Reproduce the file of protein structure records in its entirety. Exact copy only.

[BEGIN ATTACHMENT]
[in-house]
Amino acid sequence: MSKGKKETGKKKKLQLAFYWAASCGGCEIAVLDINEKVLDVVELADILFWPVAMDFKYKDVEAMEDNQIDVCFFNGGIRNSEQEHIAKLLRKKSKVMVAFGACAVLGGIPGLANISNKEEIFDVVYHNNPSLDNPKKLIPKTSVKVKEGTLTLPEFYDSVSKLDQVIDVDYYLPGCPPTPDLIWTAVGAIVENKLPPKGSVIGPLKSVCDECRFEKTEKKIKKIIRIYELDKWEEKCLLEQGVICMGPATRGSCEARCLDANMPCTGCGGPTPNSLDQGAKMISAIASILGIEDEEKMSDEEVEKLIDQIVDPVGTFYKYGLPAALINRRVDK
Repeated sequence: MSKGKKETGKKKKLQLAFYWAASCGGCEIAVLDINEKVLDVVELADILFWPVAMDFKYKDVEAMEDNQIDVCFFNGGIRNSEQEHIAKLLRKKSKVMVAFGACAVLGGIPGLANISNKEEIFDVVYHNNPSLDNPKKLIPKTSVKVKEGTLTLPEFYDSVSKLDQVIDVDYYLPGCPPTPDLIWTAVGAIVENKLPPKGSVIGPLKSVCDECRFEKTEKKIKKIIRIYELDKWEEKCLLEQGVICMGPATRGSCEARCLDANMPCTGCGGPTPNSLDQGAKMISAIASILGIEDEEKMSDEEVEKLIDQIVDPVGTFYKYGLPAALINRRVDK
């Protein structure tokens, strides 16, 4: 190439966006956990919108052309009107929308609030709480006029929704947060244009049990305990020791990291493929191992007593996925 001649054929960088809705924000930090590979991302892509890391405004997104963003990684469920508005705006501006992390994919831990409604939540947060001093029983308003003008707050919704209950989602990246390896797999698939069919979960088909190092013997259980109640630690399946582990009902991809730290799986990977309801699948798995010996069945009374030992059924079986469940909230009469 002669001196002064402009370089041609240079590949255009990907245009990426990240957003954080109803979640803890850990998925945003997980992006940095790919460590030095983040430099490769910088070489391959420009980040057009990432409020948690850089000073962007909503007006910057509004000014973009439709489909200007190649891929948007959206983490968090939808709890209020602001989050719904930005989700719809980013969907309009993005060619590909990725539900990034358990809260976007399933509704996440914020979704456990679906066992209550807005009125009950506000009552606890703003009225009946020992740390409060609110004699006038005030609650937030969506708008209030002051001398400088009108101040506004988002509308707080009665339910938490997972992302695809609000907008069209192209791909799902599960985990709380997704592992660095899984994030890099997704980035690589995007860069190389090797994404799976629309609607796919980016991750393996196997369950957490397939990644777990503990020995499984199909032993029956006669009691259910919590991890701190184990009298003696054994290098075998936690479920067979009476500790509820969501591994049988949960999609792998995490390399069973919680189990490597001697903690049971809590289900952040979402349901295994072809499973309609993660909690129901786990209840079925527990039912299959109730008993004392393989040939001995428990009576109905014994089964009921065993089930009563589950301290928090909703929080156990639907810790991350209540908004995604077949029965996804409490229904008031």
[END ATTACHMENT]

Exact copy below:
[in-house]
Amino acid sequence: MSKGKKETGKKKKLQLAFYWAASCGGCEIAVLDINEKVLDVVELADILFWPVAMDFKYKDVEAMEDNQIDVCFFNGGIRNSEQEHIAKLLRKKSKVMVAFGACAVLGGIPGLANISNKEEIFDVVYHNNPSLDNPKKLIPKTSVKVKEGTLTLPEFYDSVSKLDQVIDVDYYLPGCPPTPDLIWTAVGAIVENKLPPKGSVIGPLKSVCDECRFEKTEKKIKKIIRIYELDKWEEKCLLEQGVICMGPATRGSCEARCLDANMPCTGCGGPTPNSLDQGAKMISAIASILGIEDEEKMSDEEVEKLIDQIVDPVGTFYKYGLPAALINRRVDK
Repeated sequence: MSKGKKETGKKKKLQLAFYWAASCGGCEIAVLDINEKVLDVVELADILFWPVAMDFKYKDVEAMEDNQIDVCFFNGGIRNSEQEHIAKLLRKKSKVMVAFGACAVLGGIPGLANISNKEEIFDVVYHNNPSLDNPKKLIPKTSVKVKEGTLTLPEFYDSVSKLDQVIDVDYYLPGCPPTPDLIWTAVGAIVENKLPPKGSVIGPLKSVCDECRFEKTEKKIKKIIRIYELDKWEEKCLLEQGVICMGPATRGSCEARCLDANMPCTGCGGPTPNSLDQGAKMISAIASILGIEDEEKMSDEEVEKLIDQIVDPVGTFYKYGLPAALINRRVDK
């Protein structure tokens, strides 16, 4: 190439966006956990919108052309009107929308609030709480006029929704947060244009049990305990020791990291493929191992007593996925 001649054929960088809705924000930090590979991302892509890391405004997104963003990684469920508005705006501006992390994919831990409604939540947060001093029983308003003008707050919704209950989602990246390896797999698939069919979960088909190092013997259980109640630690399946582990009902991809730290799986990977309801699948798995010996069945009374030992059924079986469940909230009469 002669001196002064402009370089041609240079590949255009990907245009990426990240957003954080109803979640803890850990998925945003997980992006940095790919460590030095983040430099490769910088070489391959420009980040057009990432409020948690850089000073962007909503007006910057509004000014973009439709489909200007190649891929948007959206983490968090939808709890209020602001989050719904930005989700719809980013969907309009993005060619590909990725539900990034358990809260976007399933509704996440914020979704456990679906066992209550807005009125009950506000009552606890703003009225009946020992740390409060609110004699006038005030609650937030969506708008209030002051001398400088009108101040506004988002509308707080009665339910938490997972992302695809609000907008069209192209791909799902599960985990709380997704592992660095899984994030890099997704980035690589995007860069190389090797994404799976629309609607796919980016991750393996196997369950957490397939990644777990503990020995499984199909032993029956006669009691259910919590991890701190184990009298003696054994290098075998936690479920067979009476500790509820969501591994049988949960999609792998995490390399069973919680189990490597001697903690049971809590289900952040979402349901295994072809499973309609993660909690129901786990209840079925527990039912299959109730008993004392393989040939001995428990009576109905014994089964009921065993089930009563589950301290928090909703929080156990639907810790991350209540908004995604077949029965996804409490229904008031």